Read the title of this post and remember that the review it entitles is supposed to be about a great, unforgettable film. The title tells you exactly the thing I found most interesting about this movie.
I’ve watched a certain amount of Roberto Rossellini’s filmography, which you can read about here and here, but Europa ’51 was a particularly interesting film to me because it was the first of his that moved away from war-related neorealism to look at a slightly more melodramatic subject.
I expected this to be a crazy celebration of life… or something. But it seemed like a film that wan’t entirely certain as to what it was trying to say and for that reason, lost its capacity to be memorable. It isn’t as dense as other melodramatic films. It isn’t as annoying as other films with political content. Even though it kills a child almost at the very beginning, it is neither particularly sad nor uplifting.
Apparently, Rossellini wanted to create a deep religious allegory, but if you want to know whether that was successful, you’ll likely need to ask someone who is much more religious than I am.
Yes, there are elements of this film which should make it great. There’s a scene with a cheerful woman who has too many kids and is still happy. There’s some interesting discussion about how work and jobs are glorified by the political movements of the time… but none of that is looked at in depth.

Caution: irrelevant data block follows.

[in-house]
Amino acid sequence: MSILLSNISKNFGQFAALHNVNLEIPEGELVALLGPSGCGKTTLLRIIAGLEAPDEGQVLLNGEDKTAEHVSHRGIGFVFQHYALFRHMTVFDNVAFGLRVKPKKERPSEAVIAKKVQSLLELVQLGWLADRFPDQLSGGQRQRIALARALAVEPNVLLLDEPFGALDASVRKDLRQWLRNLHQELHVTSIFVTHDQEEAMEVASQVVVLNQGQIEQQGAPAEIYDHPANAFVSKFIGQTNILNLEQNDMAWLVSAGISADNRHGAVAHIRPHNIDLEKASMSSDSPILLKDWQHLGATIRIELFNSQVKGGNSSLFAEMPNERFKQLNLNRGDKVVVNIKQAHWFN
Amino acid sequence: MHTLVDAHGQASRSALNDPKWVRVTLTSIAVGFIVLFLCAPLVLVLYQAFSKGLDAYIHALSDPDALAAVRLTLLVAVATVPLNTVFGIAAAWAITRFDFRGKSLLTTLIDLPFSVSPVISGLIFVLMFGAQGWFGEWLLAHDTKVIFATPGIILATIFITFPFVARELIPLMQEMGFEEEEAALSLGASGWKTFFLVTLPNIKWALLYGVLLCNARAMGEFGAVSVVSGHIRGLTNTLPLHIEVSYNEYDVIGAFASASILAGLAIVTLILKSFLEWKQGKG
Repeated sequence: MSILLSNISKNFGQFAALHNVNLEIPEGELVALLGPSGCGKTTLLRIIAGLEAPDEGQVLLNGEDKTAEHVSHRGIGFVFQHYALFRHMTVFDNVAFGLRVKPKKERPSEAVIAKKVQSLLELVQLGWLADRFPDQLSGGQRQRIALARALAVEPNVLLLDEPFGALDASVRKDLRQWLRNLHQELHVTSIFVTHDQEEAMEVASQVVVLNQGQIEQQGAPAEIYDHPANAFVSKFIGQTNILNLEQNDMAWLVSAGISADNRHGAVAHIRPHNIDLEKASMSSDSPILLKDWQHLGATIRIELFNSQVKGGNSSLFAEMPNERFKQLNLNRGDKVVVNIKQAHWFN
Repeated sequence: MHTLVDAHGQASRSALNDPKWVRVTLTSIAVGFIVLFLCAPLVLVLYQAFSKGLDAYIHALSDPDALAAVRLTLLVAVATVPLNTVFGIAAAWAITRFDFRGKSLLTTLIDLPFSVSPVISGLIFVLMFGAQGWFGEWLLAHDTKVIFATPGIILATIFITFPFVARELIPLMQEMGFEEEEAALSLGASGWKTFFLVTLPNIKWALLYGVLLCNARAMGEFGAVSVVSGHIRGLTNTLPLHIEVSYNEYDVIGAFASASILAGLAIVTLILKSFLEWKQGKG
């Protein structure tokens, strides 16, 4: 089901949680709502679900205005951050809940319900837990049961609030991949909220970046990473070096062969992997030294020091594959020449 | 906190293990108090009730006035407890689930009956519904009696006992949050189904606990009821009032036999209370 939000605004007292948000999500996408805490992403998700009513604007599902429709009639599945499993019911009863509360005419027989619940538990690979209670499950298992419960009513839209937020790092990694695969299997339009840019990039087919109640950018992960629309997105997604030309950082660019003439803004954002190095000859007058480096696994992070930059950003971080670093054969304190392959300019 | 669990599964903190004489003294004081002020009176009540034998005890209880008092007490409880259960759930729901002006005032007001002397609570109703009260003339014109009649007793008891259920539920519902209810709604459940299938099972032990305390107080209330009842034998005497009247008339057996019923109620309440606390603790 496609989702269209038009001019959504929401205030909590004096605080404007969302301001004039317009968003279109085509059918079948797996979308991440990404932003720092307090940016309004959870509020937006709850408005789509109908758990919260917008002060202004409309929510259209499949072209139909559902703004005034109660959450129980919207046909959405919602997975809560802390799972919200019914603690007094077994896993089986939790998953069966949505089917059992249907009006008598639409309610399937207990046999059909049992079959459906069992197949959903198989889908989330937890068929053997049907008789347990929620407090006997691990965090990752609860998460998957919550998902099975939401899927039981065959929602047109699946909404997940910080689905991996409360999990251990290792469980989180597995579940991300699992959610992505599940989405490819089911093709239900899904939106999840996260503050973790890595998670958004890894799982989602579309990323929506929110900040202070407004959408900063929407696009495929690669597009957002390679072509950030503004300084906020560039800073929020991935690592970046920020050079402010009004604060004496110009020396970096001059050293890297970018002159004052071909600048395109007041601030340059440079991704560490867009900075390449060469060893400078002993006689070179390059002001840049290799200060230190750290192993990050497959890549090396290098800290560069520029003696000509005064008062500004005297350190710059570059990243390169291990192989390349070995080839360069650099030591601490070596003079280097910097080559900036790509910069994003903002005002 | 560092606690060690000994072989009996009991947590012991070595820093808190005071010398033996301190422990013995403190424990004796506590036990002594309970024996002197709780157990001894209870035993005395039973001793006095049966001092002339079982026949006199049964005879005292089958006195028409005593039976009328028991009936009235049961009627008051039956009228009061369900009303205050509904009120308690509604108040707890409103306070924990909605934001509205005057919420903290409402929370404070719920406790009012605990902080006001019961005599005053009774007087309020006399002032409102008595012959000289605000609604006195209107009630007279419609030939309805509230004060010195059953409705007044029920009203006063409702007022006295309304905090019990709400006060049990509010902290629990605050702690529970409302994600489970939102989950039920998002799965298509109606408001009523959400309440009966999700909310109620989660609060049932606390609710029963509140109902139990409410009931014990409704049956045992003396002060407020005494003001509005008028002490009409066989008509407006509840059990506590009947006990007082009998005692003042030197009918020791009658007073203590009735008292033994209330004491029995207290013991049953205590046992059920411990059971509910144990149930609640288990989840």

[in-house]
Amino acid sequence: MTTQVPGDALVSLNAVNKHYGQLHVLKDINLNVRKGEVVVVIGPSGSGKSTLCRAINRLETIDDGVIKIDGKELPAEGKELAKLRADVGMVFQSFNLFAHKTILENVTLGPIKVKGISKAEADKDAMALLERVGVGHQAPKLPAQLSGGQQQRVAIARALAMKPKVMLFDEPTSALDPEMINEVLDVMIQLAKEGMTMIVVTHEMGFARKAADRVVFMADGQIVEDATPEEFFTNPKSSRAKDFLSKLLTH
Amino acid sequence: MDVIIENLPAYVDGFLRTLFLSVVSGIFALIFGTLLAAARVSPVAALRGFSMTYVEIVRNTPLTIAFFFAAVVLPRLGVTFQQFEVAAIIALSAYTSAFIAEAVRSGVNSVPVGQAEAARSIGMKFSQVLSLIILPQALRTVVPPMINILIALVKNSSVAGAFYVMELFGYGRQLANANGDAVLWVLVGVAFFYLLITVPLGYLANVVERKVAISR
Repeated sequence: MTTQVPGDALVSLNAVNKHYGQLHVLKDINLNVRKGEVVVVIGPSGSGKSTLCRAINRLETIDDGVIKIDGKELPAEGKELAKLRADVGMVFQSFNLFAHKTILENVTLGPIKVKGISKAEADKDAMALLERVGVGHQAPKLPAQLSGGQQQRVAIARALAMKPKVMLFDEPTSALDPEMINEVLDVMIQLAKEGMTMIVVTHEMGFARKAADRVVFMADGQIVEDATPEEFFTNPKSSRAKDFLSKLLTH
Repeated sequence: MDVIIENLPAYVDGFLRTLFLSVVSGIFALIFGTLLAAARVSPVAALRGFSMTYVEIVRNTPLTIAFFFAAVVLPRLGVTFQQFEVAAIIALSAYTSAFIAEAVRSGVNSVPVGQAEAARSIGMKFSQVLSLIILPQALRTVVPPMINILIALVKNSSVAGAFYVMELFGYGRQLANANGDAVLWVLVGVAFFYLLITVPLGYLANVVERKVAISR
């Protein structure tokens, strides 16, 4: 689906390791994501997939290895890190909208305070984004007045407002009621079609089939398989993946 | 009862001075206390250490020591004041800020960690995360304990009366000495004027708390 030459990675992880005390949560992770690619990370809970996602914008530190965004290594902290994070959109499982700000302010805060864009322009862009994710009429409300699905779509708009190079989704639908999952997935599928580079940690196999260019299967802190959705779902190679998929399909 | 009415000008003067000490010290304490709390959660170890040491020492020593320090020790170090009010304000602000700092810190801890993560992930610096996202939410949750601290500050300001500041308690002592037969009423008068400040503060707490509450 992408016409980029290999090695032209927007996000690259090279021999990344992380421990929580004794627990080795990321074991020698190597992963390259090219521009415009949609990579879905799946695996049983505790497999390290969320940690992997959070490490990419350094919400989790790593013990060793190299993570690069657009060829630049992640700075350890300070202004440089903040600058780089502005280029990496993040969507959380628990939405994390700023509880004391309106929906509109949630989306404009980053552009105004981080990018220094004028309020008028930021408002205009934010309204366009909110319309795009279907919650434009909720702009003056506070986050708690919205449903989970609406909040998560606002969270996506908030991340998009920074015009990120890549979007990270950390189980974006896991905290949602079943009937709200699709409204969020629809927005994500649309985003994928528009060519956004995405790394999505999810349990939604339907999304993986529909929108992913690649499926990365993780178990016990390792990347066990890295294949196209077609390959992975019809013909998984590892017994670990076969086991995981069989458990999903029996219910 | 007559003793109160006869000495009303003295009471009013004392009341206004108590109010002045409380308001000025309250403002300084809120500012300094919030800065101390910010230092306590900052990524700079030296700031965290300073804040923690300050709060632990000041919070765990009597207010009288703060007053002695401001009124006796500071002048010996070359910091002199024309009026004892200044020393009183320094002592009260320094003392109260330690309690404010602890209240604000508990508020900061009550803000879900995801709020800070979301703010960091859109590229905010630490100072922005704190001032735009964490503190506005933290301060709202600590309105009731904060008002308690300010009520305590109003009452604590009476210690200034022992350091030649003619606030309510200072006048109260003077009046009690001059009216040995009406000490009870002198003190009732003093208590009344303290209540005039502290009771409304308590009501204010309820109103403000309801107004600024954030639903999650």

And the ending, which is framed as being one of those colossal injustices of which man, in his eternal blindness, is capable of, just seems like the right way for this particular character to end up… for her own good.
If Rossellini’s intent was to be cooler than everyone else and make audiences shrug, he was a genius. If, instead, he aimed at depth and memorability, he went wide of the mark.
But at least it’s easy to see how tall Bergman is. Maybe not shooting to make her co-stars seem taller is what Rossellini meant by realism.
Gustavo Bondoni is a novelist and short story writer who generally writes things that are very much non-realistic. For his realist work, check out Love and Death, a series of linked stories that intertwine the lives of a brilliant cast of characters are they go though pivotal moments in their lives. You can check it out here.